Surgery may benefit women with two types of urinary incontinence

Health News

Sharing is caring!

New Delhi/ NewYork, 18th September 2019. Surgery
for stress urinary incontinence
(leaking that occurs with a cough or
sneeze) improves symptoms of another form of incontinence, called urgency
urinary incontinence,
in women who have both types, according to a
study supported by the National Institutes of Health. The findings challenge
current treatment guidelines, which suggest that the surgery may worsen urgency
urinary incontinence in women with both forms, also called mixed urinary
incontinence. The study appears in the Journal of the American Medical
Association
. Funding was provided by NIH’s Eunice Kennedy Shriver
National Institute of Child Health and Human Development (NICHD) and Office of
Research on Women’s Health.

“Women with mixed urinary incontinence may have more
bothersome symptoms than women with either stress or urgency urinary
incontinence alone,” said Donna Mazloomdoost, M.D., study author and program
director of the NICHD Pelvic Floor Disorders Network. “The findings show
promise in treating a condition that can be hard to manage under existing
practices.”

Roughly one-third to one-half of all women with urinary incontinence
have mixed urinary incontinence. Urgency urinary incontinence results from the
spontaneous contraction of bladder muscles, leading to a strong and sudden need
to urinate. Stress urinary incontinence occurs when urine leaks out after
abdominal pressure increases following a sneeze, cough, laugh or movement,
which squeezes the bladder.

Standard treatment guidelines for mixed urinary
incontinence
often involve treating the two forms of incontinence
independently. Urgency urinary incontinence often is first treated with
behavioral techniques, such as trying to delay urinating for a brief period
after feeling the urge, reducing liquid consumption, exercises to strengthen
muscles around the bladder (involving pelvic floor physical therapy) and with medication.
Surgery is not usually recommended early on. Stress incontinence also can be
treated with exercises, and many women experience symptom improvement. However,
in women who do not improve or opt out of the exercises, surgery may be
offered.

The Effects of Surgical Treatment Enhanced with Exercise for
Mixed Urinary Incontinence (ESTEEM) study is a randomized clinical trial that
recruited 480 women with mixed urinary incontinence at centers across the
United States. All participants underwent mid-urethral sling surgery, a
well-established method that places a thin strip of mesh under the urethra;
this helps prevent urine from leaking out during an exertion, such as a sneeze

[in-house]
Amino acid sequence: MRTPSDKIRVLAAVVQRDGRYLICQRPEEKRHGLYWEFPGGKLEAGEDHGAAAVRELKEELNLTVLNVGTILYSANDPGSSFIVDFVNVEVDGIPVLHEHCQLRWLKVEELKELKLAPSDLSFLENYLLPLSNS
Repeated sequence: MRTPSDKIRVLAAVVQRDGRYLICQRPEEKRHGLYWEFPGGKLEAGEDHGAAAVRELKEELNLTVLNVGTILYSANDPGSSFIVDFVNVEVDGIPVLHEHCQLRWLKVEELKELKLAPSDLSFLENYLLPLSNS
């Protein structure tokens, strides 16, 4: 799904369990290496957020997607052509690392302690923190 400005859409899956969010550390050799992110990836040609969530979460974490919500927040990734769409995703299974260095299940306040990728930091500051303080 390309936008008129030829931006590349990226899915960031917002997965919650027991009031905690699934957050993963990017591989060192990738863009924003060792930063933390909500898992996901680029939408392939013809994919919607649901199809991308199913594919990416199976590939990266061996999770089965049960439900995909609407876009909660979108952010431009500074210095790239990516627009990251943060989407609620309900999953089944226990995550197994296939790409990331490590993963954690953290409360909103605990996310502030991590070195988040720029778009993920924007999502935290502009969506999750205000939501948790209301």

or cough. Participants were randomized to surgery alone or surgery with behavioral
and pelvic floor muscle therapy, which included six visits with a trained
health professional. They were followed for one year.

The women responded to a questionnaire, the urogenital
distress inventory (UDI), which inquired about urinary symptoms. Symptoms are
ranked from 0-300 points, depending on severity. They also responded to surveys
on quality of life and perceptions of surgical success.

The study team found that both groups had significant
improvements in their incontinence symptoms after surgery. The average UDI
score for the surgery alone group was 176.8 before surgery and 40.3 a year
after surgery; for the surgery and therapy combined group, the UDI score
dropped from 178.0 to 33.8. According to the researchers, because the post-treatment
UDI scores between the two groups did not differ greatly, adding behavioral and
pelvic floor muscle therapy to the treatment may not result in better clinical
outcomes.

However, the study team did find differences in other
self-reported outcomes. The combined surgery and physical therapy group had
fewer instances of incontinence a year after surgery and were less likely to
receive additional treatment for urinary tract symptoms, suggesting they had
more quality of life improvement than the surgery alone group.

“Current practice guidelines may be unnecessarily delaying
surgery for women with mixed urinary incontinence,” said Vivian W. Sung, M.D.,
M.P.H., the study’s lead author and a professor at the Warren Alpert Medical
School of Brown University in Providence, Rhode Island. “We hope these findings
will improve how patients are counseled and treated.”

The researchers called for additional research to identify
which patients with mixed urinary incontinence are at risk for continued
symptoms after surgery and to identify effective treatments for them.

About the Eunice Kennedy Shriver National Institute of Child Health and Human Development (NICHD): NICHD leads research and training to understand human development, improve reproductive health, enhance the lives of children and adolescents, and optimize abilities for all.

Be the first to comment on "Surgery may benefit women with two types of urinary incontinence"

This site uses Akismet to reduce spam. Learn how your comment data is processed.

shares